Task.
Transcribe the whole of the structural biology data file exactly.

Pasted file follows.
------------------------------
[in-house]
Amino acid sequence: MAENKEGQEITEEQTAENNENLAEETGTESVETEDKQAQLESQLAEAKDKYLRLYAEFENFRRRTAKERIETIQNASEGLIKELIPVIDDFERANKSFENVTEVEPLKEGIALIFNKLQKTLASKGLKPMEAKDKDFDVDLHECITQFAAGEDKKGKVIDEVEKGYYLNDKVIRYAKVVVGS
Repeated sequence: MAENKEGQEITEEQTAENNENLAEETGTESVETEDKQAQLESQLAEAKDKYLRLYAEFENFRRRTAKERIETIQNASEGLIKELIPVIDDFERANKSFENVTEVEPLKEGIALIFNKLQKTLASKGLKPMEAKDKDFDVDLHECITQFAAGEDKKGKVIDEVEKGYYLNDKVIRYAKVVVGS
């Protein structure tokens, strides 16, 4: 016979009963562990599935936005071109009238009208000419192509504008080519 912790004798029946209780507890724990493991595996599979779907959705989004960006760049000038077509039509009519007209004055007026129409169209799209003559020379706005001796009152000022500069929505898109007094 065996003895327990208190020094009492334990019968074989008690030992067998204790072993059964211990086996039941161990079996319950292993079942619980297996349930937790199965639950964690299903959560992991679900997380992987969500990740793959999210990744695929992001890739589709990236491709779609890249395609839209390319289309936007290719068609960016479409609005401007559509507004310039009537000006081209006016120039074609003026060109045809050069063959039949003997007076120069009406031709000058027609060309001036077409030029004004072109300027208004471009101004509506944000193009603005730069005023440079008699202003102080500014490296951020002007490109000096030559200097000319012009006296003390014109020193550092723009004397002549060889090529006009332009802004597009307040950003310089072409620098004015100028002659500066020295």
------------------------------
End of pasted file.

[in-house]
Amino acid sequence: MAENKEGQEITEEQTAENNENLAEETGTESVETEDKQAQLESQLAEAKDKYLRLYAEFENFRRRTAKERIETIQNASEGLIKELIPVIDDFERANKSFENVTEVEPLKEGIALIFNKLQKTLASKGLKPMEAKDKDFDVDLHECITQFAAGEDKKGKVIDEVEKGYYLNDKVIRYAKVVVGS
Repeated sequence: MAENKEGQEITEEQTAENNENLAEETGTESVETEDKQAQLESQLAEAKDKYLRLYAEFENFRRRTAKERIETIQNASEGLIKELIPVIDDFERANKSFENVTEVEPLKEGIALIFNKLQKTLASKGLKPMEAKDKDFDVDLHECITQFAAGEDKKGKVIDEVEKGYYLNDKVIRYAKVVVGS
């Protein structure tokens, strides 16, 4: 016979009963562990599935936005071109009238009208000419192509504008080519 912790004798029946209780507890724990493991595996599979779907959705989004960006760049000038077509039509009519007209004055007026129409169209799209003559020379706005001796009152000022500069929505898109007094 065996003895327990208190020094009492334990019968074989008690030992067998204790072993059964211990086996039941161990079996319950292993079942619980297996349930937790199965639950964690299903959560992991679900997380992987969500990740793959999210990744695929992001890739589709990236491709779609890249395609839209390319289309936007290719068609960016479409609005401007559509507004310039009537000006081209006016120039074609003026060109045809050069063959039949003997007076120069009406031709000058027609060309001036077409030029004004072109300027208004471009101004509506944000193009603005730069005023440079008699202003102080500014490296951020002007490109000096030559200097000319012009006296003390014109020193550092723009004397002549060889090529006009332009802004597009307040950003310089072409620098004015100028002659500066020295």